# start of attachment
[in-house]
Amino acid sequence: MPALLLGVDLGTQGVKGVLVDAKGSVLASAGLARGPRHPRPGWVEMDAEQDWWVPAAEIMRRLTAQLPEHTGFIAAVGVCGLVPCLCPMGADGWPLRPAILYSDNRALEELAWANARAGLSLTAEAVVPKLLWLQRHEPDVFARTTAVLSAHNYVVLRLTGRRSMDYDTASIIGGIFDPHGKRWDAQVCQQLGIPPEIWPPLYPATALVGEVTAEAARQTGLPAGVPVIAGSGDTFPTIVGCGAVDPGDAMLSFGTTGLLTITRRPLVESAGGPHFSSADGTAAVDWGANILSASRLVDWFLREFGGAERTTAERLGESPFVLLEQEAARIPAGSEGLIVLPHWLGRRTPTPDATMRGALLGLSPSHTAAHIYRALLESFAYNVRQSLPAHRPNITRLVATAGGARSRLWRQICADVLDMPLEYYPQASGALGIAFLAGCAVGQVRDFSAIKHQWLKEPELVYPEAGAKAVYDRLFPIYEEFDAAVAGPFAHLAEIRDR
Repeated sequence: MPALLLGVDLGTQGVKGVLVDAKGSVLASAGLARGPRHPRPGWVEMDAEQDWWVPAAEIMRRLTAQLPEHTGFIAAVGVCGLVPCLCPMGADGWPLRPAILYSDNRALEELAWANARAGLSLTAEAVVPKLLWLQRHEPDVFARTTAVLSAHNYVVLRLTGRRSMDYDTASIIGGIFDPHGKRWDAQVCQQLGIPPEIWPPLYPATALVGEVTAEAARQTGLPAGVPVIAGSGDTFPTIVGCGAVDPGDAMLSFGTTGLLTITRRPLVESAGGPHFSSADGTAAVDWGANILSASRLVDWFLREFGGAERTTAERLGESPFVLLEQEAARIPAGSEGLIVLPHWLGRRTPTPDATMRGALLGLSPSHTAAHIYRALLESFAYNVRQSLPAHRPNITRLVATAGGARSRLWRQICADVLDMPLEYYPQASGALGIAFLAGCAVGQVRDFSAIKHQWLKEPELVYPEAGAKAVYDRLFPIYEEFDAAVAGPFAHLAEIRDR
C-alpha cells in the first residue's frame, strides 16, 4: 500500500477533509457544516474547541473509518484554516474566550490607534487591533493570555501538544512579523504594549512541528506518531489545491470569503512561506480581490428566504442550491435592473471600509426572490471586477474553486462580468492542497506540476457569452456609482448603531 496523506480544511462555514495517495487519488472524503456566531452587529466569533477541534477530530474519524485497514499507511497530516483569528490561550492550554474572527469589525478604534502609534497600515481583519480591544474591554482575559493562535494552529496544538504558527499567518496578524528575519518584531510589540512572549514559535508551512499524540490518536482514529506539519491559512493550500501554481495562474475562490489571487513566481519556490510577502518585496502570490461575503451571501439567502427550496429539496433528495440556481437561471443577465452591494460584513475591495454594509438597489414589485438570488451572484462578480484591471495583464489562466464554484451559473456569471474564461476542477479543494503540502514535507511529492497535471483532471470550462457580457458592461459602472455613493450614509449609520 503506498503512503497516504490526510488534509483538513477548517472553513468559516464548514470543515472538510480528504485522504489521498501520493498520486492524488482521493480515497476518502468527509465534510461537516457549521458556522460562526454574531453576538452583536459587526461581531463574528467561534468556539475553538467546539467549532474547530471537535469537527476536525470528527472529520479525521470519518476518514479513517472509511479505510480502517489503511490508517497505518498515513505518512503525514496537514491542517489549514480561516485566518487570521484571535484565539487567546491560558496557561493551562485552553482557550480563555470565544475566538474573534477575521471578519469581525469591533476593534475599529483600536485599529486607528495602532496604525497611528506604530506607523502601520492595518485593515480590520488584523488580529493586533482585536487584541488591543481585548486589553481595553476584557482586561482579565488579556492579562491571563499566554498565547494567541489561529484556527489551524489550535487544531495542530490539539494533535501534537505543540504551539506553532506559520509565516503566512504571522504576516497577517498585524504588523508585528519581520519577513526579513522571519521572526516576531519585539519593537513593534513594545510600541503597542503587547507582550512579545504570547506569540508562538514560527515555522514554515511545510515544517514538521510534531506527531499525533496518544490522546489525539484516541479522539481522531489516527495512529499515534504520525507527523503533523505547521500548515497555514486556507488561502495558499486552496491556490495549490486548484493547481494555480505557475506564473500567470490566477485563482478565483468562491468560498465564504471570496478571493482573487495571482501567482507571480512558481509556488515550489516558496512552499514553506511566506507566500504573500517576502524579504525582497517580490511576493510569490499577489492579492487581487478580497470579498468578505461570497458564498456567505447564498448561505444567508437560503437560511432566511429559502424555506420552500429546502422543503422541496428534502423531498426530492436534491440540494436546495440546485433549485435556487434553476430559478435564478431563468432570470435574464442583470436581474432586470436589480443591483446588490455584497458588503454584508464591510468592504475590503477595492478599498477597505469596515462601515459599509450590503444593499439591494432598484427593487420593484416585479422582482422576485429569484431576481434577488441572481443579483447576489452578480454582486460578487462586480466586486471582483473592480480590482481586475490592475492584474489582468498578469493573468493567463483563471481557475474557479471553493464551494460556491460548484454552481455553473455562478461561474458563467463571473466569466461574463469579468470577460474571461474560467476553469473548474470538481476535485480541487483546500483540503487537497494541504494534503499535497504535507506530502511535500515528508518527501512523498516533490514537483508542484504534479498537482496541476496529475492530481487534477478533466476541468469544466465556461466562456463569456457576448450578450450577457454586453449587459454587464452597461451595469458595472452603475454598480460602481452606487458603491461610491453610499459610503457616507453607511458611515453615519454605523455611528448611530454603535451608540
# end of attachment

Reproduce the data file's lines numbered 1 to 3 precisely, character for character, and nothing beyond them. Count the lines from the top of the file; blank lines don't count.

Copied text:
[in-house]
Amino acid sequence: MPALLLGVDLGTQGVKGVLVDAKGSVLASAGLARGPRHPRPGWVEMDAEQDWWVPAAEIMRRLTAQLPEHTGFIAAVGVCGLVPCLCPMGADGWPLRPAILYSDNRALEELAWANARAGLSLTAEAVVPKLLWLQRHEPDVFARTTAVLSAHNYVVLRLTGRRSMDYDTASIIGGIFDPHGKRWDAQVCQQLGIPPEIWPPLYPATALVGEVTAEAARQTGLPAGVPVIAGSGDTFPTIVGCGAVDPGDAMLSFGTTGLLTITRRPLVESAGGPHFSSADGTAAVDWGANILSASRLVDWFLREFGGAERTTAERLGESPFVLLEQEAARIPAGSEGLIVLPHWLGRRTPTPDATMRGALLGLSPSHTAAHIYRALLESFAYNVRQSLPAHRPNITRLVATAGGARSRLWRQICADVLDMPLEYYPQASGALGIAFLAGCAVGQVRDFSAIKHQWLKEPELVYPEAGAKAVYDRLFPIYEEFDAAVAGPFAHLAEIRDR
Repeated sequence: MPALLLGVDLGTQGVKGVLVDAKGSVLASAGLARGPRHPRPGWVEMDAEQDWWVPAAEIMRRLTAQLPEHTGFIAAVGVCGLVPCLCPMGADGWPLRPAILYSDNRALEELAWANARAGLSLTAEAVVPKLLWLQRHEPDVFARTTAVLSAHNYVVLRLTGRRSMDYDTASIIGGIFDPHGKRWDAQVCQQLGIPPEIWPPLYPATALVGEVTAEAARQTGLPAGVPVIAGSGDTFPTIVGCGAVDPGDAMLSFGTTGLLTITRRPLVESAGGPHFSSADGTAAVDWGANILSASRLVDWFLREFGGAERTTAERLGESPFVLLEQEAARIPAGSEGLIVLPHWLGRRTPTPDATMRGALLGLSPSHTAAHIYRALLESFAYNVRQSLPAHRPNITRLVATAGGARSRLWRQICADVLDMPLEYYPQASGALGIAFLAGCAVGQVRDFSAIKHQWLKEPELVYPEAGAKAVYDRLFPIYEEFDAAVAGPFAHLAEIRDR